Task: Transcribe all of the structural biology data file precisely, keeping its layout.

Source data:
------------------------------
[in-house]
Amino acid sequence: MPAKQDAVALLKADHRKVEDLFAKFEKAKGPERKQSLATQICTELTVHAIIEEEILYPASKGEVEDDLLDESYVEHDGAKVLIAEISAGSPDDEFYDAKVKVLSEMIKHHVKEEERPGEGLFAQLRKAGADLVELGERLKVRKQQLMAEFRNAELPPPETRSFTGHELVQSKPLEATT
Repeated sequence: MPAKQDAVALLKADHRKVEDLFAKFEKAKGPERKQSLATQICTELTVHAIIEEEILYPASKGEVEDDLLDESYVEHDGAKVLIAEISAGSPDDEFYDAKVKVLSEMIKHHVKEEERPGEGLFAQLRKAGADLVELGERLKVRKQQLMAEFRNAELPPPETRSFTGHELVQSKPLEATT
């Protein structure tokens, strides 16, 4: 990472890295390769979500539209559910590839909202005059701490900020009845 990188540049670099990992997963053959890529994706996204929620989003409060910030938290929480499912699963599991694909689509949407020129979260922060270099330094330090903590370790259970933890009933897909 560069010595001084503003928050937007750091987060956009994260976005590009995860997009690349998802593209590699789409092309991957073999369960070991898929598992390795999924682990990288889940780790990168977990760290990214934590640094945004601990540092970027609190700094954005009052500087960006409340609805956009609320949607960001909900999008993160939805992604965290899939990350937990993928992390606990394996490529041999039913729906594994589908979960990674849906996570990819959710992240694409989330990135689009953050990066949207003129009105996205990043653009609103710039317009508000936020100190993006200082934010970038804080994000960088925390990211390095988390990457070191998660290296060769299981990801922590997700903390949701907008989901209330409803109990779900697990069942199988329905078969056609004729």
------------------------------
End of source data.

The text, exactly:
[in-house]
Amino acid sequence: MPAKQDAVALLKADHRKVEDLFAKFEKAKGPERKQSLATQICTELTVHAIIEEEILYPASKGEVEDDLLDESYVEHDGAKVLIAEISAGSPDDEFYDAKVKVLSEMIKHHVKEEERPGEGLFAQLRKAGADLVELGERLKVRKQQLMAEFRNAELPPPETRSFTGHELVQSKPLEATT
Repeated sequence: MPAKQDAVALLKADHRKVEDLFAKFEKAKGPERKQSLATQICTELTVHAIIEEEILYPASKGEVEDDLLDESYVEHDGAKVLIAEISAGSPDDEFYDAKVKVLSEMIKHHVKEEERPGEGLFAQLRKAGADLVELGERLKVRKQQLMAEFRNAELPPPETRSFTGHELVQSKPLEATT
């Protein structure tokens, strides 16, 4: 990472890295390769979500539209559910590839909202005059701490900020009845 990188540049670099990992997963053959890529994706996204929620989003409060910030938290929480499912699963599991694909689509949407020129979260922060270099330094330090903590370790259970933890009933897909 560069010595001084503003928050937007750091987060956009994260976005590009995860997009690349998802593209590699789409092309991957073999369960070991898929598992390795999924682990990288889940780790990168977990760290990214934590640094945004601990540092970027609190700094954005009052500087960006409340609805956009609320949607960001909900999008993160939805992604965290899939990350937990993928992390606990394996490529041999039913729906594994589908979960990674849906996570990819959710992240694409989330990135689009953050990066949207003129009105996205990043653009609103710039317009508000936020100190993006200082934010970038804080994000960088925390990211390095988390990457070191998660290296060769299981990801922590997700903390949701907008989901209330409803109990779900697990069942199988329905078969056609004729």